• Nunavut minister praises new book on Inuit midwifery
Mar 13, 2013

Nunavut’s midwifery students and midwives can now learn more about traditional Inuit knowledge and birthing practices.

That’s thanks to a new book called Birth on the Land – Memories of Inuit Elders and Traditional Midwives, published by Nunavut Arctic College, with the support of the Nunavut’s Department of Health and Social Services.

The new book, by Bev O’Brien, a nurse practitioner, registered midwife, and professor with the Faculty of Nursing at the University of Alberta, is available in Inuktitut and English.

Published late last year, the book was recognized March 7 in the Nunavut legislature by Daniel Shewchuk, the minister responsible for Nunavut Arctic College.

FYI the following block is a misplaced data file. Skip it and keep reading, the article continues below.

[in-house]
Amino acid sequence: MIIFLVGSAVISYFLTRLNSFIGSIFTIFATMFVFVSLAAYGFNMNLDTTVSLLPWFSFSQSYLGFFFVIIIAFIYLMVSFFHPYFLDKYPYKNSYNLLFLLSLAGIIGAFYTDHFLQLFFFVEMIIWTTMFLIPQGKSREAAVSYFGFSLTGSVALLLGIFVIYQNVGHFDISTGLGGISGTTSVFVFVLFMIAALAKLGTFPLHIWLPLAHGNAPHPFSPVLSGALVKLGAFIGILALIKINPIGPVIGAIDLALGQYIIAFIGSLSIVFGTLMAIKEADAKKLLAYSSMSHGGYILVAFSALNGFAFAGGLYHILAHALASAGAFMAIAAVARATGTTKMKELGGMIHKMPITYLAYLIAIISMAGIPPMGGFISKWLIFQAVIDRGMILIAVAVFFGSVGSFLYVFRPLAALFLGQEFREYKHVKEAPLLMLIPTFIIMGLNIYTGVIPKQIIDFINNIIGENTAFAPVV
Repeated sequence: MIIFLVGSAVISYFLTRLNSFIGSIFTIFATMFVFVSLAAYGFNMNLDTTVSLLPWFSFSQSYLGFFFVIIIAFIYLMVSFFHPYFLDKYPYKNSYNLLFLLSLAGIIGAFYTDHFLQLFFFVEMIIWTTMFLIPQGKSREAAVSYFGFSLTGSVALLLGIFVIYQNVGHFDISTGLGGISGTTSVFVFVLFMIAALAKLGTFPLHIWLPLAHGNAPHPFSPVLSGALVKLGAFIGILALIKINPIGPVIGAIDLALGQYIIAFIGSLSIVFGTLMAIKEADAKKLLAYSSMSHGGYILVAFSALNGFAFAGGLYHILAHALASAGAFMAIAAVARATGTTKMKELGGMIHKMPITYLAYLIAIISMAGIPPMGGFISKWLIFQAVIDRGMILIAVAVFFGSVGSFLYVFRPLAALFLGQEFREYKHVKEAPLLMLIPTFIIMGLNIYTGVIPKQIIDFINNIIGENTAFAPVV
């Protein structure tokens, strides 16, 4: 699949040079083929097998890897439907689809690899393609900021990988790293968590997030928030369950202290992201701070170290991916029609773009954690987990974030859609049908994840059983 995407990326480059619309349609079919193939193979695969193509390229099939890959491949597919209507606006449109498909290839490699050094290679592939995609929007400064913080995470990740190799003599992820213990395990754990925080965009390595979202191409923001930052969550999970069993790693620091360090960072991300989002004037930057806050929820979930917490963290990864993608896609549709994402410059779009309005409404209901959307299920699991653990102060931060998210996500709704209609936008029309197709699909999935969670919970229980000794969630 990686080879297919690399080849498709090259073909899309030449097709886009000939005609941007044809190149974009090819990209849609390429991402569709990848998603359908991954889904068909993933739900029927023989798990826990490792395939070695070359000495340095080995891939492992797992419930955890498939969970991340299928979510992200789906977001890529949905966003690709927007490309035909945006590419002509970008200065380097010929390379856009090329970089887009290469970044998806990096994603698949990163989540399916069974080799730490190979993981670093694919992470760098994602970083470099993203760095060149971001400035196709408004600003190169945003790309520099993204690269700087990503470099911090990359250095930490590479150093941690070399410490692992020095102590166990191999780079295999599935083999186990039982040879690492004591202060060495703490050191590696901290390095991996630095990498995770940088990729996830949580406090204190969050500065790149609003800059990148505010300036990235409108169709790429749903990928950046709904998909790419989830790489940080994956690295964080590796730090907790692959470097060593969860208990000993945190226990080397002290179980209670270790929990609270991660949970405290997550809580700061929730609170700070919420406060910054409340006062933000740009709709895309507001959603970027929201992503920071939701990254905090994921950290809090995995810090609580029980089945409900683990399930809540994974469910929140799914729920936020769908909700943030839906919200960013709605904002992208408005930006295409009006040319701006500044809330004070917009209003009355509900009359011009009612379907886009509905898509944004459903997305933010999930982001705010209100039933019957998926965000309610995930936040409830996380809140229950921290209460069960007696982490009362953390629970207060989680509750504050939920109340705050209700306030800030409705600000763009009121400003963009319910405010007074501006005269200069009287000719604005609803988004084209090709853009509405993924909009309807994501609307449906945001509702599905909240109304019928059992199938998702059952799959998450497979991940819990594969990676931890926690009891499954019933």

“This new learning resource was required by the territory’s new midwifery legislation to have information available on traditional midwifery practices for all registered midwives practising in Nunavut,” Shewchuk said.

“The book will not only be useful to our midwifery students, but also to other health care providers. It is important to preserve the memories and knowledge of elders and traditional midwives. This book will also be presented to midwives who register to work in Nunavut.”

Contributors to the book included:

• Qapik Attagutsiak and Kigutikarjuk Shappa of Arctic Bay;

• Annie Buchan, Quyok Poodlak, Bernadette Uttaq, and Matthew Uttaq of Taloyoak;

• Lena Evalik and Mary Kaniak from Bay Chimo;

• Bessie Emingak from Perry River and Cambridge Bay;

• Mabel Etegik, Lena Kamoayok, Nora Evaglok, Mary Avalik, and Eva Otokiak from Cambridge Bay;

• Alasi Joamie from Pangnirtung;

• Natsiq Kango from Iqaluit;

• Rhoda Karetak of Arviat;

• Orsoralik Ottokie from Cape Dorset;

• Maryanne Tapati and Nowyah Williams from Rankin Inlet; and

• Annie Napayok and Agnes Teneer from Whale Cove.

“I would like to thank those Inuit and elders who dedicated their time to contribute their knowledge to publishing a project like this a success,” Shewchuk said.